The 1985 Aeroflot Antonov An-12 shoot down occurred on November 25, 1985, in Angola during the Angolan Civil War. An Aeroflot Antonov An-12BP cargo aircraft operated by the Soviet Air Force flying from Cuito Cuanavale to Luanda was shot down, allegedly by South African Special Forces, and crashed approximately 43 kilometres (27 mi) east of Menongue in Angola's Cuando Cubango province. The incident took place in the aftermath of the Soviet Union-backed People's Armed Forces for the Liberation of Angola's (FAPLA) operation 2 Congresso do Partido conducted against units of the National Union for the Total Independence of Angola (UNITA, which received support from South Africa). The transport was carrying eight crew members, 13 passengers and two tank diesel engines in need of repairs. According to eyewitnesses from the local populace and investigative reports the aircraft was shot down by a surface-to-air missile (SAM). All people on board the aircraft died in the crash.
The aircraft involved in the incident was an Antonov An-12BP, a large Soviet-built four-engine turboprop transport, tail registration SSSR-11747. Officially a civil aircraft, it was part of an air transportation military detachment consisting of several An-12 transports and their crews, under the direct command of the Soviet Chief Military Advisor in Angola. The detachment was part of the 369th Military Transport Aviation Regiment, 7th Military Transport Aviation Division, Military Transport Aviation, based at that time in the city of Jankoi/Dzhankoy, Crimea, Ukrainian SSR. The An-12s were primarily used to support FAPLA and its military operations. All eight crew members and four of the passengers were Soviet nationals. Nine other passengers were Angolans.
According to eyewitness reports and the black box recordings, the An-12BP took off from Cuito Cuanavale at 11:20 am. About 15 minutes into the flight at the altitude of approximately 10,000 feet (3,000 m) the pilot reported an explosion to air traffic control on the aircraft’s port side next to the wing and engines. Seconds later the pilot also reported that the transport was experiencing problems with engines three and four and stated his intention to turn towards Menongue airport, located less than 50 kilometres (31 mi) away, for an emergency landing. After the explosion, the cargo of two massive tank engines came loose and shifted, altering the aircraft’s center of gravity and causing it to bank to the port side. The black box recordings indicated that the crew tried to level the An-12 and turn it towards Menongue’s airport for an emergency landing; however, 47 seconds after the missile detonated, the port wing exploded and separated from the aircraft. The burning aircraft then crashed in a field about 43 kilometres (27 mi) away from Menongue, with the main part of the widespread wreckage landing in close proximity to the Menongue-Cuito Cuanavale road. The next day, several officers from the Soviet Military Mission in Menongue, accompanied by Cuban and Angolan troops, arrived at the crash site where they found all 21 bodies – the crew of 8 and 13 passengers – at the scene. The human remains were first transported to Menongue for identification and later to Luanda. Coffins containing the remains of the Soviet crew and passengers were then transported to the Soviet Union.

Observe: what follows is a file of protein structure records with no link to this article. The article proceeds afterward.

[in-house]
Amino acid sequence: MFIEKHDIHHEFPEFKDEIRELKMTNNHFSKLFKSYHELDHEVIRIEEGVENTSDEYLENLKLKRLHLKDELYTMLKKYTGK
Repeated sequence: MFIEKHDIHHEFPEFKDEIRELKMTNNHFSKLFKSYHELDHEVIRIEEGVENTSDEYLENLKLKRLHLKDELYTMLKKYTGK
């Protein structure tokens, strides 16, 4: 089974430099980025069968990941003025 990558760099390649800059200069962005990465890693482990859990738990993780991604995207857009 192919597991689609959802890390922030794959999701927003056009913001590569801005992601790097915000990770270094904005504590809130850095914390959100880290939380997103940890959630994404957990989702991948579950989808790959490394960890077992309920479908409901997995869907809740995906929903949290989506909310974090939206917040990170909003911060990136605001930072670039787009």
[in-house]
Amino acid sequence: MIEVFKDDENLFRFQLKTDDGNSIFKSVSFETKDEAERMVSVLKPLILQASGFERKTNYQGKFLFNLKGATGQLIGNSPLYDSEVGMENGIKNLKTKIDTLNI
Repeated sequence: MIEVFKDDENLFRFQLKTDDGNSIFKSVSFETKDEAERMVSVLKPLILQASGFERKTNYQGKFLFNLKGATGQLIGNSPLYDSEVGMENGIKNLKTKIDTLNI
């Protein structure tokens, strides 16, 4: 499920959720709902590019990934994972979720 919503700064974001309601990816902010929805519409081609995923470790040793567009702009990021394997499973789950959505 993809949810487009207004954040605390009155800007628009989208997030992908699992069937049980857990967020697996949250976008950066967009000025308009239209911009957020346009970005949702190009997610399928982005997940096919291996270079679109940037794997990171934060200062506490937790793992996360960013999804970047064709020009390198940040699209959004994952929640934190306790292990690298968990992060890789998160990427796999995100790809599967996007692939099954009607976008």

Civilians from local villages and members of the local people’s defense organization (ODP – Organização de Defesa Popular), who had witnessed the midair explosion and the crash, said they had heard and seen what they believed to be a surface-to-air missile being launched immediately before the accident. They described the sound and fume trails that originated from the ground to the point of impact in midair. The recordings of the An-12BP crew’s air traffic conversation with Menongue air-defense radar operators were obtained by Angolan authorities. These were later passed on to Soviet investigators conducting their own probe into the crash. The recordings revealed that the crew had reported a missile explosion on the aircraft’s port side. In the Soviet Union a specially designated commission under the direct supervision of the Chief of the Air Military Transportation Command of the Soviet Armed Forces was created to establish the cause of the crash. The commission's examination of parts of the aircraft’s fuselage revealed multiple traces of an explosive matter and fragments from the surface-to-air missile.